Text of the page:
SOUTH BEND — When a man snatched a young woman’s iPad in a Chicago coffee shop Saturday afternoon, Jose Capeles took off after him.
It didn’t matter that the South Bend police officer was off-duty, touring downtown Chicago, wearing nice shoes, or about to order a cup of hot tea.
“If you see something like that, a felony in progress, you have to act,” said Capeles, 28.
Little did he know the thief would lead him on a chase that would stretch for half a dozen city blocks and weave between pedestrians and several lanes of traffic.
Capeles had arrived in Chicago that morning, intending to relax and enjoy the city.
Around 12:45 p.m., he walked into Argo Tea, on North Rush Street, to order a warm beverage.
While waiting in line, he noticed a man enter the store who looked suspicious.
The clerk told him to leave, as he had apparently been banned from the shop.
“I was watching him the whole time,” Capeles recalled. “I kept watching what he was doing.”
As the man approached the shop’s exit, Capeles saw him turn to a young woman typing on her iPad, grab the $500 device, and run out the door.
Capeles, glancing at the blank stares of other customers, took off after him.
“He had a good clip,” Capeles said.
Soon they were separated by more than two city blocks.
Capeles hung a sharp left and a quick right, intercepting the thief, who thought he had outrun Capeles, on a side street.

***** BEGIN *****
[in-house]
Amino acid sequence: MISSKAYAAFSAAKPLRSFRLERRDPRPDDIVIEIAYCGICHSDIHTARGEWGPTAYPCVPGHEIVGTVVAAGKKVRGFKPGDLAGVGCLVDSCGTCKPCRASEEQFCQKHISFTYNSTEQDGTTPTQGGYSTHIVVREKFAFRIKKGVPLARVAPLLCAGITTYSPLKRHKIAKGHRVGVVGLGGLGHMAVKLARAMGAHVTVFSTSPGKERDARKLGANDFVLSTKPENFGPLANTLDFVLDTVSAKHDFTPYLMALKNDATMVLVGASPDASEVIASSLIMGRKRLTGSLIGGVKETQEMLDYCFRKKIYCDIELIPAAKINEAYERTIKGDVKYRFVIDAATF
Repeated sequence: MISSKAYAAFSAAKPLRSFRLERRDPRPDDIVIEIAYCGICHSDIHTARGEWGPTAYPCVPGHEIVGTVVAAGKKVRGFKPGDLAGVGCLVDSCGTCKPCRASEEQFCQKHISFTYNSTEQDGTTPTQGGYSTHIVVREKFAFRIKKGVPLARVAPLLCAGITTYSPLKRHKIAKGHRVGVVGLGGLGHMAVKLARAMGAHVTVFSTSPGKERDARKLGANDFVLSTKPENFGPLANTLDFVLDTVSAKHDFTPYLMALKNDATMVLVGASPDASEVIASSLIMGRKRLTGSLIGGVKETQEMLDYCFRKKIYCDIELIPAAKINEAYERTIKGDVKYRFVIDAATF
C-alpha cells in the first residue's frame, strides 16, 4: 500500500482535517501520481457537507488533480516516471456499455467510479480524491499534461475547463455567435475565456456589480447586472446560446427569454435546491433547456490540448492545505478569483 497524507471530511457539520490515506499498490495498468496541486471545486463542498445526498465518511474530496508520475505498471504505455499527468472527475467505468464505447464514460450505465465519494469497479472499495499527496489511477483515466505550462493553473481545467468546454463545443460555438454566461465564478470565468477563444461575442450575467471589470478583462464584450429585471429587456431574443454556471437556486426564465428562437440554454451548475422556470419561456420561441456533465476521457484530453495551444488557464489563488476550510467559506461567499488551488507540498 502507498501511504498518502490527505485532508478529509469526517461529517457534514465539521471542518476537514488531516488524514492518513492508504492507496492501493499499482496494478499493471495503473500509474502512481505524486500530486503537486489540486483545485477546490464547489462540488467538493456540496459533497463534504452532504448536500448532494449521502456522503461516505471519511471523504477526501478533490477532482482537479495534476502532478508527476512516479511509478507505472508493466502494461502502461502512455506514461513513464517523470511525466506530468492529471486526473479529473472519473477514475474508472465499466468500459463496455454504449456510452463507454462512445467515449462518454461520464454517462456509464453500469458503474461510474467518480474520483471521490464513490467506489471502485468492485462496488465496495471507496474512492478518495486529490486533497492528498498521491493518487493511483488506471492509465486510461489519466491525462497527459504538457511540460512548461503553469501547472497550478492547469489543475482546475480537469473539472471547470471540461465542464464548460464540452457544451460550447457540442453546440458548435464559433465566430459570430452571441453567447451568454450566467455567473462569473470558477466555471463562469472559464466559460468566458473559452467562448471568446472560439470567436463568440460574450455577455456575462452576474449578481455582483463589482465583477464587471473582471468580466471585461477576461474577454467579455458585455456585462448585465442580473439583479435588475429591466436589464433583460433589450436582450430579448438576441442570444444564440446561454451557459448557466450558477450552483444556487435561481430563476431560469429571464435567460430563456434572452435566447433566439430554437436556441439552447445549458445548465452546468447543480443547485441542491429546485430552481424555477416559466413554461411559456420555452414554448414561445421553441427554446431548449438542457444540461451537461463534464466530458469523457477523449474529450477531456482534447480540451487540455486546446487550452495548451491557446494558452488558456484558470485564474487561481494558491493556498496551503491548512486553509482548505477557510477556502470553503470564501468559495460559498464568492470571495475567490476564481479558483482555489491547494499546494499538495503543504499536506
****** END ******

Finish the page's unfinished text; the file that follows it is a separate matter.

“He was holding something in his coat with both hands,” Capeles said. “I said, ‘I’m an off-duty South Bend police officer and I saw what you did.’”
The thief, apparently shocked, broke free from Capeles’ grasp and started running again.
Capeles finally caught up to him in a courtyard at Holy Name Cathedral on North State Street, holding him on the ground and grabbing the stolen iPad from inside the man’s coat.
Chicago police officers made the scene soon after, thanking the South Bend cop for his speed.
The alleged thief, 18-year-old Danee Brewer of Chicago, was arrested and charged with one count of felony theft.
Later, the officers returned to the tea shop, and gave the woman her iPad. When she began to thank the uniformed Chicago officers, they pointed to the young man in jeans and a wool coat standing beside them — an off-duty cop from South Bend who had decided to help.
Capt. Phil Trent, spokesman for South Bend police, said it is not uncommon for officers to assist at crime scenes or car accidents that they encounter while off-duty.
But to do so in another state while touring a city and relaxing is rather remarkable, Trent said.
Trent noted that the thief could very well have been armed and the chase could have turned dangerous or even deadly.
Capeles said his police duties don’t end when he is off-duty. He compared it to a nurse or doctor performing emergency medical services when they encounter someone needing help.
After the incident, Capeles finally got his tea — a cup of chai, on the house.
Staff writer Mary Kate Malone:firstname.lastname@example.org